Providing disabled people with affordable and high-quality prostheses in Uzbekistan. Allocating farmland to families in Kenya — a means of income and food. Crafting a business plan for a “plastic bank” to recycle ocean waste in Indonesia. These do not sound like classic business school class projects. But students on Masters in Management (MiM) programs are keen to work on initiatives in which they can have a positive impact on society or the environment.
“Many young people who graduate with a bachelor’s degree today are very interested in doing something meaningful with their lives and work. Growing up as digital natives and often having travelled extensively, they have been exposed to many cultures and to global challenges,” says Molly Ihlbrock, Head of Corporate Communications at ESMT Berlin.
All three aforementioned projects are currently underway as part of the German business school’s MiM course. Students visit the locations for a week, and there are additional and interesting “social impact” excursions, for example with the United Nations.
“Working in teams as consultants, the projects develop students’ problem-solving and project management skills,” says Ihlbrock, adding that many students go on to work for social enterprises.
Jeremy Ghez, an Affiliate Professor of Economics and International Affairs at HEC Paris, says: “The millennial generation is looking for purpose and impact because it feels victimized by the mistakes of its elders. It has the strong belief that it can, and needs to do better. In particular, it is hard to hear that the world is at an environmental breaking point.”
Many business schools have responded to the generation’s demand for more learning and career opportunities that pack a social impact punch. “We have many elements in the curriculum — a course in business and society, an online ethical dilemma game, and consultancy projects,” says Gabi Helfert, executive director of MSc programmes at the Rotterdam School of Management in the Netherlands.
Many students have put the experiences on their CVs, which has helped them secure out-of-the-ordinary jobs. Helfert says: “Students feel a drive to make a difference in the business world and to pursue their career in a responsible way.”
According to her, examples of such jobs include consultant at EY Climate Change and Sustainability, innovation planner at Unilever, risk management at the Dutch Development Bank, and research associate for sustainability investment at Robeco.
At HEC, one student co-founded an organization dedicated to social and environmental impact in India. Another broke a Guinness World Record for the longest journey on a motorized bicycle, so as to raise awareness of opportunities in solar energy and clean transportation.
But some choose traditional jobs in procurement or at consulting firms, yet still have an impact. “They are reinventing completely the way they carry out ‘traditional’ business tasks,” says Ghez.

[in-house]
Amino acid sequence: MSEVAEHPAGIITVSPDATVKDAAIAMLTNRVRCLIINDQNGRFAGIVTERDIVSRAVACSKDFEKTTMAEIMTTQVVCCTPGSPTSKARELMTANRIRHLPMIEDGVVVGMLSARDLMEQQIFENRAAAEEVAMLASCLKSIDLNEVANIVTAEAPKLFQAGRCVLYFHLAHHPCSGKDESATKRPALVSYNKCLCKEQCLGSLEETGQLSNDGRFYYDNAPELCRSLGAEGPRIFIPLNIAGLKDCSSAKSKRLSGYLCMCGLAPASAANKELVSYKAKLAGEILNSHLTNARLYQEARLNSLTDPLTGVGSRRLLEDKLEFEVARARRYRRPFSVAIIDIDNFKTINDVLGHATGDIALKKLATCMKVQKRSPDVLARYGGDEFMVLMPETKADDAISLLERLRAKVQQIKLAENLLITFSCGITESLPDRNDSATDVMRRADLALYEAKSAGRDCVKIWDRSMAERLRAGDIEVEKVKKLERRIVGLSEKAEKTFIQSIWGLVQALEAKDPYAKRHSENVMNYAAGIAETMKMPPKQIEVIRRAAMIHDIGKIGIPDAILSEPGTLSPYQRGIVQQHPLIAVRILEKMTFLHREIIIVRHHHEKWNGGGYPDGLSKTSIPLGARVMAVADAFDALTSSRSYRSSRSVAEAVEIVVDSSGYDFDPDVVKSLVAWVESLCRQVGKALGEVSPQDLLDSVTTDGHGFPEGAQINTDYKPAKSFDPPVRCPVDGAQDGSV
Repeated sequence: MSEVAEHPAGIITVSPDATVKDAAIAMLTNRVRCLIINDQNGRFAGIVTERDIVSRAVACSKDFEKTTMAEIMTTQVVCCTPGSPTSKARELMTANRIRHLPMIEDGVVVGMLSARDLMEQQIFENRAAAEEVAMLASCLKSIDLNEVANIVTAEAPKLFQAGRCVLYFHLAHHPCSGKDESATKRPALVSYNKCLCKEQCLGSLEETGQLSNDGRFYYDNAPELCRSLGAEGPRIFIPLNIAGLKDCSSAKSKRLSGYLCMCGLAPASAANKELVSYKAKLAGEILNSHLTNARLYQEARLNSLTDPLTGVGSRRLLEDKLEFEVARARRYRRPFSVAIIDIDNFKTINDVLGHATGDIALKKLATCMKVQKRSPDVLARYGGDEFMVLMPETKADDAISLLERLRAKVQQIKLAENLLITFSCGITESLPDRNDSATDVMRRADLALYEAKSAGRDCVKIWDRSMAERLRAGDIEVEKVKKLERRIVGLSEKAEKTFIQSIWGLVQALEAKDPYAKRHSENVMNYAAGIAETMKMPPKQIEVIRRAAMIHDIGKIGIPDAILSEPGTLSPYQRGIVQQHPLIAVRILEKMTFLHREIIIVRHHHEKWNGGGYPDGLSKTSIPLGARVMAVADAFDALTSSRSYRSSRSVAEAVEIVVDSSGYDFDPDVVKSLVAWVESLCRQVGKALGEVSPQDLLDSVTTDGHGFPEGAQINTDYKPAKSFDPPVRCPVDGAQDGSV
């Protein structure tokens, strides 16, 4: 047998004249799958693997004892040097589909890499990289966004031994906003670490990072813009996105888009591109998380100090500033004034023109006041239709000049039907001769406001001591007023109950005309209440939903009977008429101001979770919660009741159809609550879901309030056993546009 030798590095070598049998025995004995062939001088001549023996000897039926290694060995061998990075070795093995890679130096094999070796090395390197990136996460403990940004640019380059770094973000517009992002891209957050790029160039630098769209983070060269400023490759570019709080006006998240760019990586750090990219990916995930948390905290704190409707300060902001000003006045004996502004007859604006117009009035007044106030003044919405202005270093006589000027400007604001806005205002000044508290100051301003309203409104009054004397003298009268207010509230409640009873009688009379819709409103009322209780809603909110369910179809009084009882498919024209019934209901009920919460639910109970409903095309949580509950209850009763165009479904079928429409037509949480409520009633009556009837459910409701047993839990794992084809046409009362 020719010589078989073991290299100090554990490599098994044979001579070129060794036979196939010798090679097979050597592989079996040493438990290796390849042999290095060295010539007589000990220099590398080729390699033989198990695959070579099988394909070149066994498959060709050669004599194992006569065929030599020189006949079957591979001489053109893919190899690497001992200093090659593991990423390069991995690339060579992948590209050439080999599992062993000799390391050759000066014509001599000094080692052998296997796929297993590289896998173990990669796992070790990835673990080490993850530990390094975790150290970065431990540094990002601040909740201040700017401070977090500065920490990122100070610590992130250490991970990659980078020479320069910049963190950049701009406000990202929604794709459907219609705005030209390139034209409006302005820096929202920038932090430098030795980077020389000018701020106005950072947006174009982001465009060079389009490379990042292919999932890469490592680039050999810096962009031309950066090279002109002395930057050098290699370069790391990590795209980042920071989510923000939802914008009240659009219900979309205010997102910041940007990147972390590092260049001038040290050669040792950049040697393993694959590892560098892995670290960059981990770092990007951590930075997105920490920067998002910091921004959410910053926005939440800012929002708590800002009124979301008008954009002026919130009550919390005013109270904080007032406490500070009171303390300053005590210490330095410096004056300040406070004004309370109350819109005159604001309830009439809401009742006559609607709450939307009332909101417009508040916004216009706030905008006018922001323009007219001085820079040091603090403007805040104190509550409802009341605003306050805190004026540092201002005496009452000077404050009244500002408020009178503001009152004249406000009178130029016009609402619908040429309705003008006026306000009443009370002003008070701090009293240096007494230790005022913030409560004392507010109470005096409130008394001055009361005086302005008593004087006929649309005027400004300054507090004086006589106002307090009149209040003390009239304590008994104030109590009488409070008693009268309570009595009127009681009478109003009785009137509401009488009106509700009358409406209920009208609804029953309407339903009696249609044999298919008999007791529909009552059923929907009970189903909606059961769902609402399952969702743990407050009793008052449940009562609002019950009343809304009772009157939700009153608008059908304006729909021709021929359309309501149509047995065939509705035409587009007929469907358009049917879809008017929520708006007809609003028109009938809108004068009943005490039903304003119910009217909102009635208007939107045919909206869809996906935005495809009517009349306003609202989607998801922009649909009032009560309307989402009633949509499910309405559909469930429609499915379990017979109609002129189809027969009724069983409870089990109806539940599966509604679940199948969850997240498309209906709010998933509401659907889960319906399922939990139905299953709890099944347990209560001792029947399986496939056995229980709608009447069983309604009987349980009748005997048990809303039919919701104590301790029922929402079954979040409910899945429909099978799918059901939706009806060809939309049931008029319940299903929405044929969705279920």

The problem is that many of the class projects, internships with impact and sustainable career paths are done on a voluntary basis or are low paid. This makes it hard for students who are often bearing business school debt to consider them.
Helfert counters that RSM offers a number of scholarships based on merit and financial need for students from outside the European Economic Area who aren’t subsidized by the Dutch government and so are paying full tuition fees.
ESMT’s solution has been to offer students travel stipends that are made possible by private donations from the business school’s supporters. Some of the companies and NGOs with whom the students do the consulting projects for, are able to support them financially too, according to Ihlbrock.
Beyond that, students are encouraged to raise funds for class projects. “In the past, some groups have successfully crowdfunded their project capital, or have creatively raised money on campus,” says Ihlbrock. Another option, though possibly less appealing than a global jaunt, is to stay in Berlin and work with local organizations.
Another challenge for students who want to make an impact on people and the planet is the cultural adjustment associated with coming from a commercial entity to one focused purely or partly on purpose, rather than profit. For Ihlbrock, the largest adjustments come from the conditions under which many of the Social Impact Projects take place, for example in developing economies or war-torn countries.
But she adds that the projects are versatile: “Students can apply many of the lessons learned in a Social Impact Projects to commercial enterprises as well.” Indeed, a growing number of corporations are putting their purpose on a par with their profit margin. “Some of our students come from ‘doing good internships’ but are looking for adequately paid, regular jobs which suit their drive for impact,” says Helfert at RSM.
Ghez at HEC says that the millennial generation is nimble. “Its agility and ability to adapt easily, combined with the fact that the commercial world needs to increasingly account for its social and environmental impact, will mean that the boundaries between industries will gradually go away.”
Some graduates also become social entrepreneurs, says Helfert. One example is the founder of SolarOn, a company that offers project development for solar energy systems. Another example is the co-founder of SyncVR, a startup that aims to improve lives through interactive virtual reality in healthcare. The opportunities to have an impact in your career, it would seem, are extensive.